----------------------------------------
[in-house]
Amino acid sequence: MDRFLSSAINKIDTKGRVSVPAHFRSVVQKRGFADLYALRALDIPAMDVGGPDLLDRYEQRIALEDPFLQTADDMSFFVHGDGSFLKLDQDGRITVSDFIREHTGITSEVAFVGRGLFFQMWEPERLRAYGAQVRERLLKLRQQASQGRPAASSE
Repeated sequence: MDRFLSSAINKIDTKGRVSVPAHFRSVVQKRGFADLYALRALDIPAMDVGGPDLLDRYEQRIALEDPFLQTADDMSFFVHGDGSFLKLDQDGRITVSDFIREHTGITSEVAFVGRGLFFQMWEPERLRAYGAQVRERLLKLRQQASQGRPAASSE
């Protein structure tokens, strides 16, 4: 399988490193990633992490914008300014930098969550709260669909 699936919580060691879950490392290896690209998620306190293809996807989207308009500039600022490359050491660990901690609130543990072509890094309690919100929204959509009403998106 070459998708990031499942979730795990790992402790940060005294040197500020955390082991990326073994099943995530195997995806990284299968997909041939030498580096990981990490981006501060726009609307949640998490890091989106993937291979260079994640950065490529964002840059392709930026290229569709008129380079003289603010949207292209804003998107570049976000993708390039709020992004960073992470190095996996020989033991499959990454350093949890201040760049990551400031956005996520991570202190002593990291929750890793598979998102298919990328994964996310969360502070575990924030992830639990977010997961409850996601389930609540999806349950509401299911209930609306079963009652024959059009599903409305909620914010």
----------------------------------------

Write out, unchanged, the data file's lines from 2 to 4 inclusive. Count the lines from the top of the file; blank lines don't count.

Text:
Amino acid sequence: MDRFLSSAINKIDTKGRVSVPAHFRSVVQKRGFADLYALRALDIPAMDVGGPDLLDRYEQRIALEDPFLQTADDMSFFVHGDGSFLKLDQDGRITVSDFIREHTGITSEVAFVGRGLFFQMWEPERLRAYGAQVRERLLKLRQQASQGRPAASSE
Repeated sequence: MDRFLSSAINKIDTKGRVSVPAHFRSVVQKRGFADLYALRALDIPAMDVGGPDLLDRYEQRIALEDPFLQTADDMSFFVHGDGSFLKLDQDGRITVSDFIREHTGITSEVAFVGRGLFFQMWEPERLRAYGAQVRERLLKLRQQASQGRPAASSE
């Protein structure tokens, strides 16, 4: 399988490193990633992490914008300014930098969550709260669909 699936919580060691879950490392290896690209998620306190293809996807989207308009500039600022490359050491660990901690609130543990072509890094309690919100929204959509009403998106 070459998708990031499942979730795990790992402790940060005294040197500020955390082991990326073994099943995530195997995806990284299968997909041939030498580096990981990490981006501060726009609307949640998490890091989106993937291979260079994640950065490529964002840059392709930026290229569709008129380079003289603010949207292209804003998107570049976000993708390039709020992004960073992470190095996996020989033991499959990454350093949890201040760049990551400031956005996520991570202190002593990291929750890793598979998102298919990328994964996310969360502070575990924030992830639990977010997961409850996601389930609540999806349950509401299911209930609306079963009652024959059009599903409305909620914010």